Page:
In the same way, I found that the kids who participated in Aya’s art workshop were pretty much ordinary high school students. As I walked around taking photographs, listening through the cheerful buzz of conversation, I heard more giggly talk of crushes and hushed teenage gossip than misery and despair. This was despite the fact that they drew images of soldiers and rebels and peace talks and doves.
I later learned from Ate Popot that back in 2008, Aleosan hit a record 500,000 evacuees after the national government refused to sign an agreement with the Moro Islamic Liberation Front. Some people evacuated in the midst of firefights between the military and a faction of the MILF that would soon break away. Yet others who were not directly affected abandoned their homes out of fear. When even the slightest rumor of possible gunfights spread through a village, people got up and fled for their lives.
Many of the kids at the workshop, therefore, had been bakwits at least once. Some of them were the children of rebels, disillusioned by the government and fighting for a better life. But some of them were also children of soldiers, firm in defending the country. They lived in the same community, some even related by blood. But when war came, it didn’t matter who their parents were. It was all the same: no home, no school and the very real possibility that they’d lose someone in the family.
I had never gone through an ordeal of that scale, myself. And yet, it sounded ever so familiar. I was ten years old, living in Cotabato City, when the then-president Estrada declared all-out war against the MILF.
At the time, people began to whisper about “insider information” that the rebels were going to raid the areas by the rivers and creeks of the city in the night. Word was that Tarbeng Creek, the one just by our village, was among the target routes.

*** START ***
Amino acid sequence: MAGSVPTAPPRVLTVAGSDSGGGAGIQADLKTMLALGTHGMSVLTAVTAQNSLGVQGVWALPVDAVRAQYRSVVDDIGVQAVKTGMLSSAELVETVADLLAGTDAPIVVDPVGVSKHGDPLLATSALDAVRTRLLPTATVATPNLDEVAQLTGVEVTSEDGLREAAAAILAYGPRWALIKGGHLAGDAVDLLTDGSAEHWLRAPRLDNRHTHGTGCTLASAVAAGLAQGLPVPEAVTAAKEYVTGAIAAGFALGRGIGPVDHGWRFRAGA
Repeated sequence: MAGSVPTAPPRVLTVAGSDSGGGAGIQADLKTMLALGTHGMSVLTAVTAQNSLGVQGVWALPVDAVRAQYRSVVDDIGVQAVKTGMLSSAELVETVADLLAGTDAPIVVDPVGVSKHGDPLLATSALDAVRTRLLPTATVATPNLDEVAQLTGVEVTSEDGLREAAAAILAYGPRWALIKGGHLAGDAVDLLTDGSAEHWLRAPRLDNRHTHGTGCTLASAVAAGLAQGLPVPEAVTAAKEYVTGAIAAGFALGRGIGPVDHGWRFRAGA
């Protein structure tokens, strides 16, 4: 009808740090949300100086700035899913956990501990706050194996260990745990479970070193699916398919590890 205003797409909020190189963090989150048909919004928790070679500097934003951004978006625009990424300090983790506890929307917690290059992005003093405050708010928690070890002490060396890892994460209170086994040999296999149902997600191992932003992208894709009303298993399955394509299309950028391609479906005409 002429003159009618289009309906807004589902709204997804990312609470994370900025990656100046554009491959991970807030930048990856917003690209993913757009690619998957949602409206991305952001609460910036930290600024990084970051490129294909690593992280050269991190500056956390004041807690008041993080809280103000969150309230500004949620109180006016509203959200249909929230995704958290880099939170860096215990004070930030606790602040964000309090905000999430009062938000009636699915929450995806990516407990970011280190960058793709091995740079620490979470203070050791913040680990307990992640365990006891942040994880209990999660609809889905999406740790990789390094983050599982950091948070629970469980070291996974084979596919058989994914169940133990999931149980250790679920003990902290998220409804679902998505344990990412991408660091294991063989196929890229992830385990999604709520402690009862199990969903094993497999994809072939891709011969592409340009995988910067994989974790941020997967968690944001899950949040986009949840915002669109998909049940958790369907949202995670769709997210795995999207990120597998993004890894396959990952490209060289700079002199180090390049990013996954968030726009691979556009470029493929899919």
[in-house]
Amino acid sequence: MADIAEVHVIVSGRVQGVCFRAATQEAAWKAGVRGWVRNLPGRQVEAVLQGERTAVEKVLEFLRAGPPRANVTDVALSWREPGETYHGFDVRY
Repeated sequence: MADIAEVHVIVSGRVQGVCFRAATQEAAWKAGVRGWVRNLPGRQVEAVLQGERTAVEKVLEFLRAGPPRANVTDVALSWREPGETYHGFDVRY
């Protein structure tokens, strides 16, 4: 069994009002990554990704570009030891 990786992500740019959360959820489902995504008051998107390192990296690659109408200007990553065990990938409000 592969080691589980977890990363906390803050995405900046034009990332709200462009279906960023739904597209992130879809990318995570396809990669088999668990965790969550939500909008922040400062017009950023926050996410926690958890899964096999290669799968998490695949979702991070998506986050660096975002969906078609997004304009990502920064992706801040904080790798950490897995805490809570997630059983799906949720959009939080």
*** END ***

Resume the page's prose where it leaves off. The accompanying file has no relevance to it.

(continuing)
Looking back, I don’t think my father really believed the rumors. He had been closely involved with the peace process and knew the sort of fearmongering that went behind the scenes to goad people into supporting war. Nevertheless, he had us all stay at my grandfather’s house for a couple of days, if only for my mother’s peace of mind.
My wild ten-year-old imagination drifted to images of masked men with guns taking over my home, killing my dogs, killing my neighbors. I prayed that their boats would sink in the middle of the night.
They never sailed the creek, at least not to raid us. And my mother never believed the rumors again.
This was the only experience I had that came even close to that of the Aleosan bakwits. I can only imagine what it must be like for those in the real battlefield, those in real danger.
In the meantime, miles away, comfortable people in their comfortable houses call the shots for war. With the popular support of the majority, at that. Violence is an easy choice when you’re not collateral damage.